Overlooked No More: Valerie Solanas, Radical Feminist Who Shot Andy Warhol


Overlooked is a series of obituaries about remarkable people whose deaths, beginning in 1851, went unreported in The Times. This month we’re adding the stories of important L.G.B.T.Q. figures.

On June 3, 1968, Valerie Solanas walked into Andy Warhol’s studio, the Factory, with a gun and a plan to enact vengeance. What happened next came to define her life and legacy: She fired at Warhol, nearly killing him. But the incident, which reduced her to a tabloid headline, was hardly her most meaningful moment in history.

Solanas was a radical feminist (though she would say she loathed most feminists), a pioneering queer theorist and the author of “SCUM Manifesto,” in which she argued for the wholesale extermination of men.

The manifesto, self-published in 1967, reads as satire, though Solanas defended it as serious. Its opening line is at once absurd and a call to arms for the coalition she was forming, the Society for Cutting Up Men:

Life in this society being, at best, an utter bore and no aspect of society being at all relevant to women, there remains to civic-minded, responsible, thrill-seeking females only to overthrow the government, eliminate the money system, institute complete automation and destroy the male sex.

On the subject of reproduction, she wrote: “We should produce only whole, complete beings, not physical defects or deficiencies, including emotional deficiencies, such as maleness.”

She sold copies in leftist bookstores and on the streets of Greenwich Village for $1 ($2 if the buyer was a man).

The text distilled the anger and yearning that Solanas had exhibited throughout her life. In college, as a recently-out lesbian, she rallied against the idea that educated women should be defined as wives and mothers, even as she acknowledged that, in a society ruled by men, such fates were probably inevitable. Her ideas about gender and power calcified in the early 1960s, when she hitchhiked across the country and back again. She arrived in New York City in 1962 with the start of a play she was writing and several versions of “SCUM Manifesto.”

Then, as now, Warhol was one of the most famous artists in America, and Solanas found her way onto the fringes of his social circle. She shared with him a copy of her play, “Up Your Ass” (1965), with the hope that he would produce it. Its central character is Bongi Perez, a bantering, panhandling prostitute who is frequently homeless — much like Solanas was herself. Auditions and rehearsals took place in the basement of the Chelsea Hotel, the bohemian enclave from which Solanas was evicted on several occasions. Warhol found the manuscript objectionable and eventually misplaced it, but he did cast her in his erotic film “I, a Man” (1967). (“Up Your Ass” wouldn’t be staged until long after her death, in 2000 in San Francisco.)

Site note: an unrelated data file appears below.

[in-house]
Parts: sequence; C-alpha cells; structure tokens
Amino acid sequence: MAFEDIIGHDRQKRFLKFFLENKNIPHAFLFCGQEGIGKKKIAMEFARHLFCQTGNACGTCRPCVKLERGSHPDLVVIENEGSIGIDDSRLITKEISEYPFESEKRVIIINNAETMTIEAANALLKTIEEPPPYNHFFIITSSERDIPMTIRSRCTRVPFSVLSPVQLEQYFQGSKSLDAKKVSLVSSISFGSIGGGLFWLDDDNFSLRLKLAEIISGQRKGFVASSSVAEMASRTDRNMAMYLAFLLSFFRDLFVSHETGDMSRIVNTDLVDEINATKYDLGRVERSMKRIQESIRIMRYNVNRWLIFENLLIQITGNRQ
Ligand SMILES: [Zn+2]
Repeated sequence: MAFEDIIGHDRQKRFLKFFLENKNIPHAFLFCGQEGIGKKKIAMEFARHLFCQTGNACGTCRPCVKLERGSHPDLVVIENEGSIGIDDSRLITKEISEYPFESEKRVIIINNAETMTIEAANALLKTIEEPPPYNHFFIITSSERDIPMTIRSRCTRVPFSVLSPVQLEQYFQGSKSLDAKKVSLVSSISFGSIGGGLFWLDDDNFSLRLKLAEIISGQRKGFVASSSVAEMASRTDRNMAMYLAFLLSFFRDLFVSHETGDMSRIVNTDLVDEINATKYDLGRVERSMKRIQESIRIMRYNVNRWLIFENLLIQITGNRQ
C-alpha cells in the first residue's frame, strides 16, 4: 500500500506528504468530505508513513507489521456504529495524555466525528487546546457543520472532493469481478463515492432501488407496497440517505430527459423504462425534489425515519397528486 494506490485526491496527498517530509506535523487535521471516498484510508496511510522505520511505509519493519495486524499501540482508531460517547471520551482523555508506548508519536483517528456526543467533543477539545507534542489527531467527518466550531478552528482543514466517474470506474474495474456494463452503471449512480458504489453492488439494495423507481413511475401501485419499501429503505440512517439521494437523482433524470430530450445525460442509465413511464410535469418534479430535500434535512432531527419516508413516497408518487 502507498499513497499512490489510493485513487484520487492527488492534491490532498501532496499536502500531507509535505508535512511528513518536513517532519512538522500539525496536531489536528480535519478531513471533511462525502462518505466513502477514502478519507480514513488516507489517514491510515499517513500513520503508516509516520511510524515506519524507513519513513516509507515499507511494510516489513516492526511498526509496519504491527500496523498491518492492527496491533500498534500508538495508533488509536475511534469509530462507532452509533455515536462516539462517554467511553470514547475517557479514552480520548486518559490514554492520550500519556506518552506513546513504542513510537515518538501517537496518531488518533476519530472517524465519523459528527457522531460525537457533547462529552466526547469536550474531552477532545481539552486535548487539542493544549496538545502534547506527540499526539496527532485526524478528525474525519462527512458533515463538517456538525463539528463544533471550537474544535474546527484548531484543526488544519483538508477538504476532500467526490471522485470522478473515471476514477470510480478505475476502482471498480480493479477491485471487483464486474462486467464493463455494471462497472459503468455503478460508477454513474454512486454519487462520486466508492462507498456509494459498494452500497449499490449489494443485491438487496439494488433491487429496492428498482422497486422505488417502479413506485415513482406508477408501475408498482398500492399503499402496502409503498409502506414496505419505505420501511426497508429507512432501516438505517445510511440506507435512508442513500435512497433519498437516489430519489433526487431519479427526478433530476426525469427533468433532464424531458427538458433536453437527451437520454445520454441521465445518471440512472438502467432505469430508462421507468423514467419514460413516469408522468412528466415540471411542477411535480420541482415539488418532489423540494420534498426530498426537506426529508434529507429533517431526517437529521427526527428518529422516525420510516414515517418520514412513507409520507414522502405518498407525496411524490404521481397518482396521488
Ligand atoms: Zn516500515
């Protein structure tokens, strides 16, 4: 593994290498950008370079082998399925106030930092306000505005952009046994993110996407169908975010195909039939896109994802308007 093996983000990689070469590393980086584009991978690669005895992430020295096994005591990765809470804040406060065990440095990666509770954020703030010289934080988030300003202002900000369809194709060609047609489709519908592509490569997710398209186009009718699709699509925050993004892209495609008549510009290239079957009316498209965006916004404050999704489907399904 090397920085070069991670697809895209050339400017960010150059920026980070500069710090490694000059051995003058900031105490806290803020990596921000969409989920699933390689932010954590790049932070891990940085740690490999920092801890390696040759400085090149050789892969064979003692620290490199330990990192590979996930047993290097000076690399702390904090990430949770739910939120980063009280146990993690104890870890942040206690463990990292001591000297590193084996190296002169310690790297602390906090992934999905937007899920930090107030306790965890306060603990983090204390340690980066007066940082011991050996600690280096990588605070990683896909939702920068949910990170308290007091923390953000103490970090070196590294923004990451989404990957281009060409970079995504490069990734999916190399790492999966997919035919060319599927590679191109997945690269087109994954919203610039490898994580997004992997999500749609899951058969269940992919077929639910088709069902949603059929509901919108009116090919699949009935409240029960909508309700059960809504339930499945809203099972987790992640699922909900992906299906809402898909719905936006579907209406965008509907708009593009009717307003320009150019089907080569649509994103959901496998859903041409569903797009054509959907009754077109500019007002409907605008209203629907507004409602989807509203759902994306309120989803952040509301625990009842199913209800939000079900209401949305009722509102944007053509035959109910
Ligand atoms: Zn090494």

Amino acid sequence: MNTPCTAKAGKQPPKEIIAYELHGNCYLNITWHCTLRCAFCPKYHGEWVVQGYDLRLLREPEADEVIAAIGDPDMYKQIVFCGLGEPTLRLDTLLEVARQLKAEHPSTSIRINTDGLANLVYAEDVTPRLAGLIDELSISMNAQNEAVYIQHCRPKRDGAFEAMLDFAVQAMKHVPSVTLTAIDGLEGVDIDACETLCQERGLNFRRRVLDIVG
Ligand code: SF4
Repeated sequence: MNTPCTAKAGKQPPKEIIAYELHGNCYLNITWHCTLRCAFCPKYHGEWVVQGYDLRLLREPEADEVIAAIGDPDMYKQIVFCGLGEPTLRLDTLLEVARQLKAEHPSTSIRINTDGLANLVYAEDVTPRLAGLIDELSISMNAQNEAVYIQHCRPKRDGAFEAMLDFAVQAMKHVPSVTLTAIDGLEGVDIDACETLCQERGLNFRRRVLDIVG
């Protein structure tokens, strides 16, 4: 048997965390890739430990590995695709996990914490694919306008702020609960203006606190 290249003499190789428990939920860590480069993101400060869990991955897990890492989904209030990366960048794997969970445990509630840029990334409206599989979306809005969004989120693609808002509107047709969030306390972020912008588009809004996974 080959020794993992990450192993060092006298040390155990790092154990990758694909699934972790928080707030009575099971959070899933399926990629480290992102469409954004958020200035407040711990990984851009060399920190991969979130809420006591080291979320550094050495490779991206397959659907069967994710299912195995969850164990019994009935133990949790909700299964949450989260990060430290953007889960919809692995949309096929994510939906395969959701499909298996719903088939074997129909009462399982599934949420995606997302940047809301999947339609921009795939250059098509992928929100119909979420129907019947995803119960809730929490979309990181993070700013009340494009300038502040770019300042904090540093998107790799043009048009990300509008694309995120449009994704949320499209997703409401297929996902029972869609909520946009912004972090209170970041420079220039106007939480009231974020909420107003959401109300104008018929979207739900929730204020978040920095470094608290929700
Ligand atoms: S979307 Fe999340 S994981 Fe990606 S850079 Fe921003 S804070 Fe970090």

Over time, Solanas became convinced that Warhol and Girodias were conspiring to suppress, censor or steal her voice.

On that day in June, when she walked into Warhol’s studio, newly located at 33 Union Square West, Warhol wasn’t there. Solanas left and returned several times, until she spotted him on the sidewalk. Together they rode the building’s elevator up to the sixth floor.

Soon, there were gunshots. Warhol was taken to Columbus Hospital. Solanas’s bullets had punctured his stomach, liver, spleen, esophagus and lungs. At one point, the doctors pronounced him dead. (He would live for 19 more years, wearing a surgical corset to support his abdomen.)

That evening, Solanas turned herself in to an officer in Times Square. “He had too much control over my life,” she told the officer, referring to Warhol.

Valerie Jean Solanas was born on April 9, 1936, in Ventnor City, N.J., just off the Atlantic City boardwalk, one of two girls to Louis Solanas, a bartender, and Dorothy Biondo, a dental assistant. Her parents separated when Valerie was 4 and divorced in 1947; both remarried. Her father, she would later say, had sexually abused her from a young age. Still, she retained a correspondence with him for most of her life.

Valerie was by some accounts a precocious child, but in middle school she began to show signs of disobedience, skipping class and even assaulting a teacher. By 15 she had given birth to two children: Linda, who was raised as her sister, and David, whom she placed for adoption. At the time, it was not unusual for pregnancies to be concealed by such means.

During her arraignment, Solanas was charged with attempted murder, assault and possession of a dangerous weapon.

She was deemed unable to stand trial and was sent for a psychiatric evaluation at Elmhurst Hospital in Queens, where she received a diagnosis of paranoid schizophrenia. The evaluators also noted her intelligence-test scores, which placed her in the 98th percentile.

On June 13, Solanas was ruled insane by the Supreme Court of the State of New York and spent months in psychiatric hospitals. When she was released in December, she began calling Warhol, Girodias and others in a group that she referred to as “the mob” with threatening messages. They led to her arrest in January 1969.

Solanas was held at the Women’s House of Detention in Manhattan, then at Bellevue Hospital, before being sentenced to three years in prison in June.

After her release, she worked for a year and a half as an editor for Majority Report: The Women’s Liberation Newsletter, a biweekly feminist publication, and began writing a book, her name as the title. She spent her final years destitute in Phoenix and living in welfare hotels in San Francisco.



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